Croat Member of BiH Presidency showed he is “open to Dialogue with Croatia’s Leadership”

The Croat member of Bosnia and Herzegovina’s tripartite presidency, Željko Komšić, said on Sunday he was open to dialogue with Croatia’s leadership, who consider his election illegitimate, and that his country currently did not need the support of the Serb member of the presidency, Milorad Dodik, for the continuation of its journey towards NATO membership.

“As far as I am concerned, I don’t see any other way but for us to relax our relations through cooperation and talks,” Komšić said in a Croatian television current affairs talk show.

Komšić said that his country was interested in resolving issues concerning border demarcation and property relations and that the Croatian political leadership was welcome in Sarajevo in that regard. He noted that these issues should be resolved in such a way that neither party was damaged.

Speaking of the decision by dozens of predominantly-Croat municipalities and several cantons to declare him persona non grata because he had been elected the Croat member of the presidency thanks to Bosniak votes, Komšić said that this was “the policy of the Croatian Democratic Union (HDZ).”

“If they don’t need me, and they need me more than I need them, those municipal services and mayors, fine, but I stand at their disposal,” he said. “As far as the Croats are concerned, and some of the Serbs too, they are certainly all aware that Bosnia and Herzegovina is their country. What politicians are saying is another matter,” he added.

Komšić advocates Bosnia and Herzegovina as a civic state and is against the Bosniaks, Serbs and Croats being treated as constituent ethnic groups. He claims to be representing all citizens of Bosnia and Herzegovina.

At the same time, activists of the movement #SejdoKomsic is not my president, launched earlier this year, have announced protests for the 7th of every month to draw attention to what they call “the Bosniak’s imposition of Komšić as the Croat representative.” The movement was called after Sejdo Bajramović, a communist-era representative of Kosovo Albanians, whom the late Serbian leader Slobodan Milosevic forced onto the Yugoslav federal presidency against the will of the Albanian people in Kosovo. More than 10,000 people took part in an anti-Komšić rally in Mostar.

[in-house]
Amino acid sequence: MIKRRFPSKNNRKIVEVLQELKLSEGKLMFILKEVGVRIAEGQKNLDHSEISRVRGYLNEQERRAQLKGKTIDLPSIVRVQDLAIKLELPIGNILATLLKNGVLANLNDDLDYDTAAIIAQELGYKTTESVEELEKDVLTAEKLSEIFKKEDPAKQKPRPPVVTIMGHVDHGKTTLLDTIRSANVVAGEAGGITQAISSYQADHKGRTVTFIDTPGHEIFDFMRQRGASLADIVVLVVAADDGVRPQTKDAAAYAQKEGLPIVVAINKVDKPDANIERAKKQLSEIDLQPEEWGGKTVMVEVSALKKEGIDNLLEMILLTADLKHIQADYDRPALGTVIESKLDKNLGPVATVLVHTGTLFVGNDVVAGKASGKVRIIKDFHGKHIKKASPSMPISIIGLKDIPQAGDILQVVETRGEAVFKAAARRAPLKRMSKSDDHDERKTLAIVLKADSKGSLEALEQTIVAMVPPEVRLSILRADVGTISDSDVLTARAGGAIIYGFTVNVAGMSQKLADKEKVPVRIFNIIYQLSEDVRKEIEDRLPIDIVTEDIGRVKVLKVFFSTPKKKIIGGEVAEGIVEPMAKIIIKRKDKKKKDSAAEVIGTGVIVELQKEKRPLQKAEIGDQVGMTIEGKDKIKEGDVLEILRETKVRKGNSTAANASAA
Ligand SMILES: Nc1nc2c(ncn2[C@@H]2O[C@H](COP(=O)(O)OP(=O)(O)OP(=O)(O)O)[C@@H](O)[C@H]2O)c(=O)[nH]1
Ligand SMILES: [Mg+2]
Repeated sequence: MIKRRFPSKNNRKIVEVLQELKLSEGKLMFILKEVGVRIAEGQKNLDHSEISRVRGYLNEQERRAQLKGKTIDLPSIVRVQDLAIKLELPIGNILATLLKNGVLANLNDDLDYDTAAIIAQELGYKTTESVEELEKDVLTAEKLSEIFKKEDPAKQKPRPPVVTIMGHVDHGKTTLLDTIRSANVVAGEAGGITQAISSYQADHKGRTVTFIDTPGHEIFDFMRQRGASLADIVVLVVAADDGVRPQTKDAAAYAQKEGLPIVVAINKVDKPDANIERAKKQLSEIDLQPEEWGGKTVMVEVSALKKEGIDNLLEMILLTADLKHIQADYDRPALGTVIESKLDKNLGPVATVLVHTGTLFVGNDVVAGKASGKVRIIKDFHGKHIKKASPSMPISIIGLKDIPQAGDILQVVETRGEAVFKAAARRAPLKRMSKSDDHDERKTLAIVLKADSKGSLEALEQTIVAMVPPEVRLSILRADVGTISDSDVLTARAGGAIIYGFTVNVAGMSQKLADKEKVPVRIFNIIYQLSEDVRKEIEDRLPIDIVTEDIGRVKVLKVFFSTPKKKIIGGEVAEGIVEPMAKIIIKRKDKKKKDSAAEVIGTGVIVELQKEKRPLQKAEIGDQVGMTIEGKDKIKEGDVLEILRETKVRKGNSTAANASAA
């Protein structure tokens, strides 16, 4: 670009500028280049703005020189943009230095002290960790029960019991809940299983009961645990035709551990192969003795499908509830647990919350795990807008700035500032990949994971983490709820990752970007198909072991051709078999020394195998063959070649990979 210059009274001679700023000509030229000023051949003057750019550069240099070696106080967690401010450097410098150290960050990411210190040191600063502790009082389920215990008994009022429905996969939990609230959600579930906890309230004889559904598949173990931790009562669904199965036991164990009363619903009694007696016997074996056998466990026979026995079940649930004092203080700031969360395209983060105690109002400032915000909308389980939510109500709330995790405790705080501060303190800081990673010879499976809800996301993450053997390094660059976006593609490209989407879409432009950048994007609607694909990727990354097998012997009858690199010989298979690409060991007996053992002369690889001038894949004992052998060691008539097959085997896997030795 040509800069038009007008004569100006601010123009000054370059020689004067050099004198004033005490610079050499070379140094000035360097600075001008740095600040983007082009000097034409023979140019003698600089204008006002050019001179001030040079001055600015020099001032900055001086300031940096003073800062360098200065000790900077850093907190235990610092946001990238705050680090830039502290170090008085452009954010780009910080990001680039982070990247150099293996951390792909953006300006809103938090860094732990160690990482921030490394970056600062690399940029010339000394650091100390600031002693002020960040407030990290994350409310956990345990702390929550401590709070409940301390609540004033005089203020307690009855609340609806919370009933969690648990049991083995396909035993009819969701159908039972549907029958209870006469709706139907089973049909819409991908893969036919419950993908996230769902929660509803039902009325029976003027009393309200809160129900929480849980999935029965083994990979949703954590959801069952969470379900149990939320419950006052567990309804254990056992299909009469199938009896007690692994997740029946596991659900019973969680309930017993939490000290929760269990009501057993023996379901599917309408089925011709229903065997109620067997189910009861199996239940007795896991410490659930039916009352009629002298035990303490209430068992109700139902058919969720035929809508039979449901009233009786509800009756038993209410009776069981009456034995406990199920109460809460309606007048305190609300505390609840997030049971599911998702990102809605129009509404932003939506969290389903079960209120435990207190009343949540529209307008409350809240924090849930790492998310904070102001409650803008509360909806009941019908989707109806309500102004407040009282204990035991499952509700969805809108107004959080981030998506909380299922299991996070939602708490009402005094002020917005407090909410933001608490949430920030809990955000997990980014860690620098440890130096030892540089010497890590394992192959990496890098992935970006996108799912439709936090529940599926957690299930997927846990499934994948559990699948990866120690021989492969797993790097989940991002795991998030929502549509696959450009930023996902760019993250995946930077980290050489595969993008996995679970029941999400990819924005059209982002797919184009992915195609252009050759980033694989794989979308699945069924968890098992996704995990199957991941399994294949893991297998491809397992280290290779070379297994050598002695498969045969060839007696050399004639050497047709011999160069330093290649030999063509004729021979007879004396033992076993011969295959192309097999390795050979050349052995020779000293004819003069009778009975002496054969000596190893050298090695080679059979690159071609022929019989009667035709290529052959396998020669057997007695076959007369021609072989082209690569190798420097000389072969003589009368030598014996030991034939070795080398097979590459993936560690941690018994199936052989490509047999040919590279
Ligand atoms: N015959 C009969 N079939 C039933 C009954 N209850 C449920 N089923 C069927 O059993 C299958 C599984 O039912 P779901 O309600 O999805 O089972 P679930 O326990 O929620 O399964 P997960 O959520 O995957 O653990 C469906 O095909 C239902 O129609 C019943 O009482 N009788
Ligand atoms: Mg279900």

Speaking of the constitutionality of the three largest ethnic groups in Bosnia and Herzegovina – Bosniaks, Serbs and Croats, Komšić said that each group took from the constitution what suited them best. He said that the constitution was in many aspects illogical, but needed to be respected.

“Under the Bosnia and Herzegovina constitution, it is not just the Croats, Bosniaks and Serbs that are constituent. The constitution says that Bosnia and Herzegovina is the country of Croats, Serbs, Bosniaks, others and citizens, which shows that the architects of the Dayton agreement took everything into account and did not reduce Bosnia and Herzegovina to just three ethnic groups,” he said.

Komšić also noted that under the constitution the presidency members “are not representatives, but members of their ethnic group.” “I am a member of the Croat ethnic group, but under the constitution I have the obligation to represent all citizens of Bosnia and Herzegovina,” he added.

He said it was absurd that the presidency should have three members, recommending a chancellor-style system with a single president being elected in parliament as is the case in Germany. He said he would rather have certain powers of the presidency transferred to the government, or the Council of Ministers, HINA reports.

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